This article was created in partnership with as part of Fuel Your Life.
We all know those people who are seemingly able to crush their fitness goals without even trying—all while maintaining a work schedule, solid sleep regimen, and social life. They may seem like superhumans, but they really are just like us. The difference? A few simple habits.
We've partnered with , the maker of high-protein snacks that help you achieve your fitness goals, to round up some expert tips you can implement in your own life. Here’s what helps some of our favorite pros stay on top of their game.
1. They plan ahead.
Fit people know scheduling a workout is just as important as planning a meeting or dinner date. “Decision fatigue is a real thing,” says , former triathlete and current instructor at and in New York City. “So if you can reduce the number of decisions you have to make, you have more energy to put into the things you do.”
Tuttle writes out her weekly training plan in a calendar along with her work schedule, so she doesn’t have to think twice about a game plan when she wakes up in the morning.
2. They stock up on healthy snacks.
Ever heard the phrase abs are made in the kitchen? It’s true , even more so than exercise.
"I'm a hungry girl by nature," says Lauren Yovanno, an instructor at . "I do my best to pack my kitchen with healthy snacks, so the decision to eat something good is easy."
On Sundays, prep a batch of energy-boosting snacks for the week—you'll be much less likely to turn to the vending machine or drive-through. If you have a sweet tooth, keep a stash of homemade protein cookies in the freezer. Thaw one at a time for a small treat that won't undo all your progress.
No time to cook? We're fans of , which is basically beef jerky’s healthier cousin. With 36 grams of protein per serving, biltong is perfect for athletes or anyone looking to up their protein intake while steering clear of packaged junk.
3. They're picky.
You know how particular you are when hunting for an apartment, finding the right hairstylist, or even ordering your morning cup of coffee? Fit people approach their workout routine in the same way.
Melody Scharff, an instructor at and in NYC, says it's super important to find a trainer, class, or workout you legit like.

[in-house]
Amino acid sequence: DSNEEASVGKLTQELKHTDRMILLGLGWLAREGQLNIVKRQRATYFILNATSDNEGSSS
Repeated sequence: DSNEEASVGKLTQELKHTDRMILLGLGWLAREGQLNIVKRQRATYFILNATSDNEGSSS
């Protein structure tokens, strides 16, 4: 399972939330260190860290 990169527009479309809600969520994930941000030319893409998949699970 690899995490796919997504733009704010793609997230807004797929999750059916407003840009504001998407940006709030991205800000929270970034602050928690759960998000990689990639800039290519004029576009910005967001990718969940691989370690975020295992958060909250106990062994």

"I used to go to this one instructor's class over and over again just because I was obsessed with her playlist," Scharff says. "Even if I wasn't in the mood to work out, I knew I'd get psyched in class because of the music."
50 percent of people who start a new fitness regimen will drop out in the first six months. Being selective about the types of exercises you do and the instructors you follow means you'll actually look forward to your workout. So if you don't like to run, skip the treadmill and try a HIIT class instead. Hate being indoors? Join a rec league, bike to work, or go hiking on the weekends. If you’re doing something that genuinely makes you happy, you’re way more likely to stick to it long-term.
4. They prioritize recovery.
As counterintuitive as it may sound, rest is just as important as physical activity. A solid recovery routine to train harder and more efficiently. For Tuttle, this means foam rolling every single night before she gets ready for bed.
“If I foam roll for just five minutes, I’m better off,” she says. “Even if it’s not a full session, if I’ve hit my tightest spots, I feel like I’m that much more ahead.” She knows that small investments now will pay off in the long run. Other ways to fit in recovery: Get more sleep, take a cold bath or shower, or treat yourself to a massage.
5. They find their tribe.
Having a community is more than just fun—it’s legitimately proven to . “Those with a strong tribe are healthier,” Tuttle says. “You’re working on your goals, they’re working on their goals, and together it’s so much more enjoyable.” Whether you join a group fitness class or grab a workout buddy, seek out people who make you feel proud of what you’re working toward. It will naturally become easier to make your goals a priority.
6. They're kind to themselves.
Stop putting yourself down when you slip up or start to doubt.
"I don't beat myself up for indulging every once in a while," Yovanno says. "An over-the-top guilt trip will do more harm than a cookie or a handful of chips."
Scharff agrees and says she tries to talk to herself the way she would speak to a friend.
"If a friend told you they wanted to try a new class but didn't think they were ready, what would you say?" she says. "You'd tell them, 'Of course you can do it. Just try it and see what happens.' A little kindness and encouragement can be the ultimate motivator."
Amen, sister, amen.